Monday, October 8, 2012
Ostriches and Center Lane Left Turn Only
Many years ago when two lane highways expanded to three lanes, the center lane was used as a common passing lane for traffic in either direction. It was assumed, apparently, that drivers would be certain before attempting to pass that there would NOT be another driver approaching from the other direction also passing.
Well, that was a bad assumption. Untold numbers of head-on crashes, many of them fatal, convinced the appropriate traffic agencies that a more reasonable use for that center lane would be to use it only for left turns. Still commonly used by drivers traveling in either direction but at a much slower speed if not stopped and at many fewer places since left turns are only required or possible at intersections or at an entrance to a business.
Not a bad solution, actually. However, when municipalities and school districts decided that driver training in high school was too expensive or not pragmatically justifiable whole generations of young drivers grew up not being completely sure of the meaning of the sign “Center Lane Left Turn Only”.
Which brings us to the ostrich. For years, people have been talking about escaping danger like “ostriches hiding their heads in the sand” in the supposedly mistaken belief that with their head out of sight, the rest of their body was, too.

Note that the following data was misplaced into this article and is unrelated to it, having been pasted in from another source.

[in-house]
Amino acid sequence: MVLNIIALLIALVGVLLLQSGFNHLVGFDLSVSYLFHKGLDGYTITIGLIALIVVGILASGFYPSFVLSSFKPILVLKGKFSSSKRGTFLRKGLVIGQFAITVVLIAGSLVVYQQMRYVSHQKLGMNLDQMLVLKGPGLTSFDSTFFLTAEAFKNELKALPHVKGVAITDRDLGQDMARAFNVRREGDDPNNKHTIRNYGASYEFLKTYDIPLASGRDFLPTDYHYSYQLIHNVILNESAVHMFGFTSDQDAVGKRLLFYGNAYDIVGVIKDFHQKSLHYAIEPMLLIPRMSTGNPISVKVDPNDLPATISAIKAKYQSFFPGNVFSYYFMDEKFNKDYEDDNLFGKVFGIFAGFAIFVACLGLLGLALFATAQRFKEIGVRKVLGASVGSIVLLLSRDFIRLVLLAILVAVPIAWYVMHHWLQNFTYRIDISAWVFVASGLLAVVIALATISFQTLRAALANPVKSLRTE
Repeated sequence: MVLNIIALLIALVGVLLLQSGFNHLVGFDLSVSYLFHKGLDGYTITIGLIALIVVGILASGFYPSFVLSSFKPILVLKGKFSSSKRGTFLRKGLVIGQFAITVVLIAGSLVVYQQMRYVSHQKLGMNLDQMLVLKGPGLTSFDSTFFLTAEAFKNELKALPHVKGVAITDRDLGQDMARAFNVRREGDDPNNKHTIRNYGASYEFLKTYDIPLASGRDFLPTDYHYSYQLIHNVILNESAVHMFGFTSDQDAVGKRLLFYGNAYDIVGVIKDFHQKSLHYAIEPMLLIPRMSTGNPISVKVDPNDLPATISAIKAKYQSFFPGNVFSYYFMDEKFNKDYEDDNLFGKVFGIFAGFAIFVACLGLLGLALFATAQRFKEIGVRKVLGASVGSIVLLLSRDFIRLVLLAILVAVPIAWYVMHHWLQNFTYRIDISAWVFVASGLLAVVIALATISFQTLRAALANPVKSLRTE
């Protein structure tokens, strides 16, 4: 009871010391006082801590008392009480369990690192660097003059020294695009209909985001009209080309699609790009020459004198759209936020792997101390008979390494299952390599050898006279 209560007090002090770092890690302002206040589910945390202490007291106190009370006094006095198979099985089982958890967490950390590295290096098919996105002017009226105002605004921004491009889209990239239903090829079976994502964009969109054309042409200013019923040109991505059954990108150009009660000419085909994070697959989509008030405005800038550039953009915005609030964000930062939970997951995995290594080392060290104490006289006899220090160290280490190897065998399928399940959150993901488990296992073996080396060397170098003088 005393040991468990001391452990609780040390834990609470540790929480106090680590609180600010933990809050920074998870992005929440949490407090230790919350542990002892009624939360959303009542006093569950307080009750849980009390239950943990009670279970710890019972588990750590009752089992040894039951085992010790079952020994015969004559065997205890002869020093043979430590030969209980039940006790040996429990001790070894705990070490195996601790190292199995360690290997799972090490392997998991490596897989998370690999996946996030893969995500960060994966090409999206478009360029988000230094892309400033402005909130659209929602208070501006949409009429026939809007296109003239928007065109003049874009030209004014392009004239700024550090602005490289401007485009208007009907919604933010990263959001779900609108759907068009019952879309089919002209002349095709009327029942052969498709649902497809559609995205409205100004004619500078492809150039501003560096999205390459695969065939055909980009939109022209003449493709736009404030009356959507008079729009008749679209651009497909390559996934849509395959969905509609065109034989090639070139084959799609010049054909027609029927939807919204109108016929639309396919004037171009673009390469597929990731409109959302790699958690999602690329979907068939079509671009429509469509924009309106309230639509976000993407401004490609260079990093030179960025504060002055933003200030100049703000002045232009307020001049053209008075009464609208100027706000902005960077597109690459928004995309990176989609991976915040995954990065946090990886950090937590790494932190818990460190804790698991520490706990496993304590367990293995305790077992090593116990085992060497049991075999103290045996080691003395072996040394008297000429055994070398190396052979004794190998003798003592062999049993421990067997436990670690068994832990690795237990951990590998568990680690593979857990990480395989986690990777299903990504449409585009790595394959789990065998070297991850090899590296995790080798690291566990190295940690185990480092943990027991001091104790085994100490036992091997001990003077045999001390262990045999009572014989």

Today I saw a driver wishing to make a left turn into a driveway from a center lane and only the front wheels of the car were in the turn lane. The whole REAR OF THE CAR was still fully in the travel lane from which it had come. That driver seemed totally oblivious to the rear half of the car remaining prominently in harm's way. Immediately I thought of the ostrich story.
The belief that ostriches actually bury their heads in the sand is only a myth. According to Karl S. Kruszelnicki (Doctor Karl of ABC Science) Dr Karl's Great Moments In Science, Pliny the Elder wrote (of ostriches) “…they imagine, when they have thrust their head and neck into a bush, that the whole of the body is concealed”. Historians assume that this single sentence is the root of the myth.
Since humans are not ostriches and since such ostrich-like behavior is only a myth, GET YOUR WHOLE CAR into the left turn lane. (And don’t turn your wheels until you can completely make your turn. If you get hit from behind while waiting to make the turn and your front wheels are already turned, a hit in the rear will push you into oncoming traffic.)